Imam Musa is arrested

When the Imam's fame and name spread all over the cities, al-Mehdi became angry with and harbored malice against him. Al-Mehdi had fear for his throne and thought that his kingdom would not be stable except through arresting the Imam. So he wrote a letter to his governor over Medina and ordered him to send the Imam to him immediately.

When the governor received the letter, he went to the Imam and told him about that. Soon the Imam, peace be on him, prepared himself for travel. When he, peace be on him, arrived in Zubala, Abu Khalid received him with depression and sadness. The Imam looked at him with pity and mercy, saying to him:

-Why do you look depressed?

-Of course, I am depressed because you are going to this tyrannical one (al-Mehdi); I have fear for you. The Imam, peace be on him, quietened his fear and told him that he would face no harm during that travel of him. He appointed a time to pass by him.

Then the Imam left him and headed for Baghdad. When he arrived in it, al-Mehdi ordered him to be arrested and thrown into prison. Al-Mehdi slept that night and dreamt of the Commander of the faithful, peace be on him, who was displeased and sad. He heard him addressing him: "O Muhammad, but if you held command, you were sure to make mischief in the land and cut off the ties of kinship!"

So al-Mehdi rose with fear and terror. Then he sent for his chamberlain al-Rabi'.

When al-Rabi' stood before him, he heard him repeating the sacred verse. Al-Mehdi ordered Imam Musa to be brought. When the Imam walked toward him, he rose, embraced him, and made him sit beside him. Then he said to him with sympathy and gentleness:

-O Abu al-Hasan, I dreamt of the Commander of the faithful, 'Ali b. Abi Talib, (and heard him) reciting to me so-and-so. Will you promise that you will not go out in revolt against me and my children?

-By Allah, I have not done that, nor is it among my affairs!

-You are truthful. O Rabi', give him three hundred dinars and return him to his home in Medina.30 Al-Rabi' escorted the Imam, made his affairs firm, and released him at night. In the morning the Imam was on the road to (Medina).

He covered the desert and reached Zubala on the day when he had appointed to Abu Khalid. Abu Khalid was impatiently waiting for the Imam. When he saw him, he hurried to him and kissed his hands with happiness. The Imam understood his too much delight, so he said to him: "Surely, I will return to them; and I will not get rid of them!"31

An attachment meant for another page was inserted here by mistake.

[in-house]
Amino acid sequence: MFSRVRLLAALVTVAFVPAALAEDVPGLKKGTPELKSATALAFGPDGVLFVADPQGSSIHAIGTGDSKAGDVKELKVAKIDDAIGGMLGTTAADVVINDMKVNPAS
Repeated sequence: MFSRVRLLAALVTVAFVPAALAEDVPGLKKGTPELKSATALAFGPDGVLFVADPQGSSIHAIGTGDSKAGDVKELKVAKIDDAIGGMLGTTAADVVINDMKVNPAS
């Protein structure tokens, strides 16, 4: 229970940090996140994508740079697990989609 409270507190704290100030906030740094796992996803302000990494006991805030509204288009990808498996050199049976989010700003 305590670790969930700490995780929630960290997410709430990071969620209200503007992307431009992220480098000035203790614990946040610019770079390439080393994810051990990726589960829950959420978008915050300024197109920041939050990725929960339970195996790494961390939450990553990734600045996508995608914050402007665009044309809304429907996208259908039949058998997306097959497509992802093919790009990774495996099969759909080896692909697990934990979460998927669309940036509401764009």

With that he, peace be on him, meant that Harun al-Rashid would arrest and throw him into his prisons until he breathed his last. Al-Mehdi brought the Imam to Baghdad one time. The Imam spent twenty years of his lifetime during the time of al-Mehdi.

During that period of time, he spread knowledge and supplied the youths with different kinds of sciences and arts. This period was the most important of his lifetime when he established the edifices of knowledge, virtue, and morals.

The Death of al-Mehdi

The historians have differed over the reason for the death of al-Mehdi. It was said that he went hunting and chased a gazelle. The gazelle entered an old house, and he followed it. The door of that old house was narrow. He hit his backbone against that door, and it was badly injured. So he died on the same day.

It was also said that one of his slave girls was jealous of the slave girl whom he loved and to whom he was loyal, so she put a poison into a food, and al-Mehdi ate it while he did not come to know of the poison. Any way, when he died, his household were impatient to his death, and sadness prevailed them. After his death some of his slave girls worn sackcloth as a sign of sadness and mourning for him.

To them Abu al-'Atahiya has referred in his saying:

They went wearing embroideries and came back wearing sack cloth.

There is a butting day for every a butter of the time.

You will not remain (alive) even if you live as Noah did.

Therefore, wail over your own self if there is no escape from that you should wail.32

With this we will end our speech on the time of al-Mehdi and on what Imam Musa met during it.

  • 1. A Chinese king.
  • 2. Duha al-Islam, vol. 1, pp.112-114.
  • 3. Al-Tajj, p. 35.
  • 4. Abu al-Farajj al-Asfahani, al-Aghani, vol. 5, p. 5.
  • 5. Shadharat al-Dhahab, vol. 1, p. 265.
  • 6. Akhlaq al-Muluk, p. 34.
  • 7. Al-Fekhri, p. 167.
  • 8. Bayna al-Khulafa' wa al-Khula'a, pp. 25-26.
  • 9. Al-Diyarat, p. 100.
  • 10. Tuhfat al-'Arus, p. 36.
  • 11. Al-Jawahir, p. 61.
  • 12. Al-Quttfi, Akhbar al-Hukama', p. 101.
  • 13. Al-Wilat wa al-Qudat, p. 125
  • 14. Al-Ya'qubi, Tarikh, vol. 3, p. 134.
  • 15. Al-Jahshyari, p. 103.
  • 16. Tarikh Baghdad, vol. 6, p. 346.
  • 17. Ibid., vol. 2, p. 193.
  • 18. Al-Tabari, Tarikh, the Events of the Year 169.
  • 19. Ibid. vol. 6, p. 397.
  • 20. There is nothing refers to this meaning in Surat al-An'am. Besides it does not contain any of the precepts of inheritance.
  • 21. Al-Tabrasi, Ihtijajj, vol. 214. It was said that the poetry lines belonged to Muhammad b. Yehya al-Taghlubi. This has been mentioned in the book al-Shi'r fi Baghdad, p. 110.
  • 22. Tarikh Baghdad, vol. 3, p. 144.
  • 23. Abu al-Fida', vol. 2, p. 10.
  • 24. Al-Wizara' wa al-Kittab, pp.119-121.
  • 25. Bihar al-Anwar, vol. 4, p. 48.
  • 26. 'Umdat al-Akhbar fi Medinat al-Mukhtar, p. 316.
  • 27. Al-Ya'qubi, Tarikh, vol. 3, p. 393.
  • 28. Bihar al-Anwar, vol. 4, p. 248.
  • 29. Al-Nibras, p. 24.
  • 30. Tarikh Baghdad, vol. 13, pp. 30-31. Wafayat al-A'yan, vol. 4, p. 493.
  • 31. Nur al-Abbsar, p. 136. Bihar al-Anwar, vol. 11, p. 252.
  • 32. Al-Fekhri, p. 157.